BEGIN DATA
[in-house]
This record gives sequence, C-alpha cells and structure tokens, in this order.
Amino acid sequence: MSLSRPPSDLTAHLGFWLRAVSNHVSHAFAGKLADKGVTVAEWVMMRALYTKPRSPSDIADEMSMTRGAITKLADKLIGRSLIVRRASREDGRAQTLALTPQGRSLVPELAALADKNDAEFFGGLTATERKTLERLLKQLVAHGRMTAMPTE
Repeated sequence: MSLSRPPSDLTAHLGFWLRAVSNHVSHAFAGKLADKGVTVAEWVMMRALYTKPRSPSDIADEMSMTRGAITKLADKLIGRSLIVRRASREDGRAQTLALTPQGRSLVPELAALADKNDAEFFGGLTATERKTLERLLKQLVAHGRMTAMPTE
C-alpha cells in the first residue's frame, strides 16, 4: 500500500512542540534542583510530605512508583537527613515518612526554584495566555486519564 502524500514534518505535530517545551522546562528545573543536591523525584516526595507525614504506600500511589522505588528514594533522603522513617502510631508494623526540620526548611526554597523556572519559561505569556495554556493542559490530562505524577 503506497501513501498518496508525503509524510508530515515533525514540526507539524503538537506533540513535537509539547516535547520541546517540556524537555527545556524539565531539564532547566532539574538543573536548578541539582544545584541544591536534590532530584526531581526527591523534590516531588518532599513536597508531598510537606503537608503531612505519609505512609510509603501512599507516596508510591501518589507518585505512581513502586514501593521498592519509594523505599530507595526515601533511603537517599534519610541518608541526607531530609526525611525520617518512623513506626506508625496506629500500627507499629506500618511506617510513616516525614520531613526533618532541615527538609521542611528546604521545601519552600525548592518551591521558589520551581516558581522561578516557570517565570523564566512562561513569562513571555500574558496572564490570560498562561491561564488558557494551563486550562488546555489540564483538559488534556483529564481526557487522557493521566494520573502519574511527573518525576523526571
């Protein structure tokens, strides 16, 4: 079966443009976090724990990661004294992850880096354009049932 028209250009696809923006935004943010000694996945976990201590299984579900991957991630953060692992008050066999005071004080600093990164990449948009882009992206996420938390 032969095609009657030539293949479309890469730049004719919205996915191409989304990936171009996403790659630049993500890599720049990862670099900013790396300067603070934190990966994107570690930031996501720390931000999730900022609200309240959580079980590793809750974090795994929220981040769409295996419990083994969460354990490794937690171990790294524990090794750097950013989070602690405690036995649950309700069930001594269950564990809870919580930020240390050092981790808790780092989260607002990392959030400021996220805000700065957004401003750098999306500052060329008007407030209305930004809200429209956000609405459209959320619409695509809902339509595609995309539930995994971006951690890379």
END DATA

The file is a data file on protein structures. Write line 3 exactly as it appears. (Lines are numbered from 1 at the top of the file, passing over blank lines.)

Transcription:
Amino acid sequence: MSLSRPPSDLTAHLGFWLRAVSNHVSHAFAGKLADKGVTVAEWVMMRALYTKPRSPSDIADEMSMTRGAITKLADKLIGRSLIVRRASREDGRAQTLALTPQGRSLVPELAALADKNDAEFFGGLTATERKTLERLLKQLVAHGRMTAMPTE